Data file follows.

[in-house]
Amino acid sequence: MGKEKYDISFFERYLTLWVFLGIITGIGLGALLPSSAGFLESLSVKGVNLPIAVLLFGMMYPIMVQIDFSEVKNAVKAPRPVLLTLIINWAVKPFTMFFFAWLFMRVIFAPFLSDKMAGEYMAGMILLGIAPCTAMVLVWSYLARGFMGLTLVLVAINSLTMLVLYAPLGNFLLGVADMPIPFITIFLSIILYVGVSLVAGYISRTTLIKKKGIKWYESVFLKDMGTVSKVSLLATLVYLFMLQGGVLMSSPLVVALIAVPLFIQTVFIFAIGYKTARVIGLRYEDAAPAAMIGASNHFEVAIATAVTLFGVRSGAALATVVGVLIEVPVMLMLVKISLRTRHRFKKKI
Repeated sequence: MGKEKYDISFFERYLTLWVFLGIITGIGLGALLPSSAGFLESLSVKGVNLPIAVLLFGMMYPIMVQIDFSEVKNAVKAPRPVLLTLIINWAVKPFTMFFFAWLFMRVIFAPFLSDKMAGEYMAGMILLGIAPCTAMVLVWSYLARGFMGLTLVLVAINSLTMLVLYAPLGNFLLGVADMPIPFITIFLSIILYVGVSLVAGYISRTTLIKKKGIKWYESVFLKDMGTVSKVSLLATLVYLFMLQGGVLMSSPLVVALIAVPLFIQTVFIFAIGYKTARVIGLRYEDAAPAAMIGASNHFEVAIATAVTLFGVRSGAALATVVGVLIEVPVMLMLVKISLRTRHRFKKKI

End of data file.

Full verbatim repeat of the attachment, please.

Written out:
[in-house]
Amino acid sequence: MGKEKYDISFFERYLTLWVFLGIITGIGLGALLPSSAGFLESLSVKGVNLPIAVLLFGMMYPIMVQIDFSEVKNAVKAPRPVLLTLIINWAVKPFTMFFFAWLFMRVIFAPFLSDKMAGEYMAGMILLGIAPCTAMVLVWSYLARGFMGLTLVLVAINSLTMLVLYAPLGNFLLGVADMPIPFITIFLSIILYVGVSLVAGYISRTTLIKKKGIKWYESVFLKDMGTVSKVSLLATLVYLFMLQGGVLMSSPLVVALIAVPLFIQTVFIFAIGYKTARVIGLRYEDAAPAAMIGASNHFEVAIATAVTLFGVRSGAALATVVGVLIEVPVMLMLVKISLRTRHRFKKKI
Repeated sequence: MGKEKYDISFFERYLTLWVFLGIITGIGLGALLPSSAGFLESLSVKGVNLPIAVLLFGMMYPIMVQIDFSEVKNAVKAPRPVLLTLIINWAVKPFTMFFFAWLFMRVIFAPFLSDKMAGEYMAGMILLGIAPCTAMVLVWSYLARGFMGLTLVLVAINSLTMLVLYAPLGNFLLGVADMPIPFITIFLSIILYVGVSLVAGYISRTTLIKKKGIKWYESVFLKDMGTVSKVSLLATLVYLFMLQGGVLMSSPLVVALIAVPLFIQTVFIFAIGYKTARVIGLRYEDAAPAAMIGASNHFEVAIATAVTLFGVRSGAALATVVGVLIEVPVMLMLVKISLRTRHRFKKKI